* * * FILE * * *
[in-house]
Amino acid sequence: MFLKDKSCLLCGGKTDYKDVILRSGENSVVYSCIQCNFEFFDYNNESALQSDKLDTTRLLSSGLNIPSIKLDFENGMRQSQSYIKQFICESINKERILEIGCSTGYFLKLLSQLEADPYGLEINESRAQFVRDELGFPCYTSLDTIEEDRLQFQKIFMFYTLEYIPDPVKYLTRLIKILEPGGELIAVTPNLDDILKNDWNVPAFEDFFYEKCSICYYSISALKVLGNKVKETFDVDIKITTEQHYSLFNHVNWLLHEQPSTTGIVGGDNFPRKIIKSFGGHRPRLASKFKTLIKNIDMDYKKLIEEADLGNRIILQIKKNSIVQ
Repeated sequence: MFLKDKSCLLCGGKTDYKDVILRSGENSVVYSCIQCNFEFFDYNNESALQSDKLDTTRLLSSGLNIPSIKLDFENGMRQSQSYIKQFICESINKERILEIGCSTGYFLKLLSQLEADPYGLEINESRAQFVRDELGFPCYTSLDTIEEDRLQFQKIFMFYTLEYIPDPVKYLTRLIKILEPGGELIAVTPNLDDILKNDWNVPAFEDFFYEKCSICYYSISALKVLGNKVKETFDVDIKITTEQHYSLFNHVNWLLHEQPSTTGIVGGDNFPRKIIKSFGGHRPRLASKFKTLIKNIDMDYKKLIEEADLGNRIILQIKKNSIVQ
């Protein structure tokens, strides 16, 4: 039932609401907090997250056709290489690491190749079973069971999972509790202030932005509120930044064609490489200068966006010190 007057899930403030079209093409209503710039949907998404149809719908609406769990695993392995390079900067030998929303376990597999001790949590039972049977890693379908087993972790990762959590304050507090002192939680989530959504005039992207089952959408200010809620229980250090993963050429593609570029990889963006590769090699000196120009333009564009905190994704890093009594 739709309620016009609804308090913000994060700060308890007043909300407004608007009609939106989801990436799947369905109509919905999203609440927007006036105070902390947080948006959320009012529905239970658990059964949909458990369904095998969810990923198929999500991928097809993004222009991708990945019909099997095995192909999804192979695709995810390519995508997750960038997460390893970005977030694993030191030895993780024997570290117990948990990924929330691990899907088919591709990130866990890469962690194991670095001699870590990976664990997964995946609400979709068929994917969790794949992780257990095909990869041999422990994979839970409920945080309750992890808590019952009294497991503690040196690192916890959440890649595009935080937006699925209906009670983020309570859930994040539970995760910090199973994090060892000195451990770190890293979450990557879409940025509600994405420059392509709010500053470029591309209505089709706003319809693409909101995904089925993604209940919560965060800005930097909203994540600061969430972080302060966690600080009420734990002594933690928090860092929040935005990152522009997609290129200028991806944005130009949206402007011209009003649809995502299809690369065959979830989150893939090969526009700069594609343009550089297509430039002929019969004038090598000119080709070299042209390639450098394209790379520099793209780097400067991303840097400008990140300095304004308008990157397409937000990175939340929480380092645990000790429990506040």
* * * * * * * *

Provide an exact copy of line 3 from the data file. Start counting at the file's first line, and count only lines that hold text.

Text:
Repeated sequence: MFLKDKSCLLCGGKTDYKDVILRSGENSVVYSCIQCNFEFFDYNNESALQSDKLDTTRLLSSGLNIPSIKLDFENGMRQSQSYIKQFICESINKERILEIGCSTGYFLKLLSQLEADPYGLEINESRAQFVRDELGFPCYTSLDTIEEDRLQFQKIFMFYTLEYIPDPVKYLTRLIKILEPGGELIAVTPNLDDILKNDWNVPAFEDFFYEKCSICYYSISALKVLGNKVKETFDVDIKITTEQHYSLFNHVNWLLHEQPSTTGIVGGDNFPRKIIKSFGGHRPRLASKFKTLIKNIDMDYKKLIEEADLGNRIILQIKKNSIVQ